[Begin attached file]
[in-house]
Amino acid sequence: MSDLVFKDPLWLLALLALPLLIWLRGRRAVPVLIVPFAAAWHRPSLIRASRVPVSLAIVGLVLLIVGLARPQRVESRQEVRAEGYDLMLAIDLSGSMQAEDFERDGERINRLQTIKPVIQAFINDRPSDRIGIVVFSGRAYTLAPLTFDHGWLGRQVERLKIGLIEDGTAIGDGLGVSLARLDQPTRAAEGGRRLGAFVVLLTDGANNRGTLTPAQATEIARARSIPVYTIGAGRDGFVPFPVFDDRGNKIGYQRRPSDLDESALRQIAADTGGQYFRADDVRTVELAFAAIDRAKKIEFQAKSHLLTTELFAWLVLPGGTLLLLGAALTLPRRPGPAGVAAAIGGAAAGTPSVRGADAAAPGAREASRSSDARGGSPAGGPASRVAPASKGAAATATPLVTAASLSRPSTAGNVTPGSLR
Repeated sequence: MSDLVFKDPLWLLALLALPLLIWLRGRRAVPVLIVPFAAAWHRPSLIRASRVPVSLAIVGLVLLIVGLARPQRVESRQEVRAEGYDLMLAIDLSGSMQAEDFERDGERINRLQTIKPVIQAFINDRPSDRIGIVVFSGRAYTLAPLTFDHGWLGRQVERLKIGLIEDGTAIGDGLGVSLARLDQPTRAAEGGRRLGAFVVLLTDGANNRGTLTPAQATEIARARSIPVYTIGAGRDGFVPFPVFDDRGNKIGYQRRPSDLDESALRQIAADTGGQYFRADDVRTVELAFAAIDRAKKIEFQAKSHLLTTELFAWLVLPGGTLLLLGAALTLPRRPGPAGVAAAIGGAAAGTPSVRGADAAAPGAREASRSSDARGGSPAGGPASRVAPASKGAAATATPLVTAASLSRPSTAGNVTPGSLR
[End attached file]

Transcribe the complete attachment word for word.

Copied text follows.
[in-house]
Amino acid sequence: MSDLVFKDPLWLLALLALPLLIWLRGRRAVPVLIVPFAAAWHRPSLIRASRVPVSLAIVGLVLLIVGLARPQRVESRQEVRAEGYDLMLAIDLSGSMQAEDFERDGERINRLQTIKPVIQAFINDRPSDRIGIVVFSGRAYTLAPLTFDHGWLGRQVERLKIGLIEDGTAIGDGLGVSLARLDQPTRAAEGGRRLGAFVVLLTDGANNRGTLTPAQATEIARARSIPVYTIGAGRDGFVPFPVFDDRGNKIGYQRRPSDLDESALRQIAADTGGQYFRADDVRTVELAFAAIDRAKKIEFQAKSHLLTTELFAWLVLPGGTLLLLGAALTLPRRPGPAGVAAAIGGAAAGTPSVRGADAAAPGAREASRSSDARGGSPAGGPASRVAPASKGAAATATPLVTAASLSRPSTAGNVTPGSLR
Repeated sequence: MSDLVFKDPLWLLALLALPLLIWLRGRRAVPVLIVPFAAAWHRPSLIRASRVPVSLAIVGLVLLIVGLARPQRVESRQEVRAEGYDLMLAIDLSGSMQAEDFERDGERINRLQTIKPVIQAFINDRPSDRIGIVVFSGRAYTLAPLTFDHGWLGRQVERLKIGLIEDGTAIGDGLGVSLARLDQPTRAAEGGRRLGAFVVLLTDGANNRGTLTPAQATEIARARSIPVYTIGAGRDGFVPFPVFDDRGNKIGYQRRPSDLDESALRQIAADTGGQYFRADDVRTVELAFAAIDRAKKIEFQAKSHLLTTELFAWLVLPGGTLLLLGAALTLPRRPGPAGVAAAIGGAAAGTPSVRGADAAAPGAREASRSSDARGGSPAGGPASRVAPASKGAAATATPLVTAASLSRPSTAGNVTPGSLR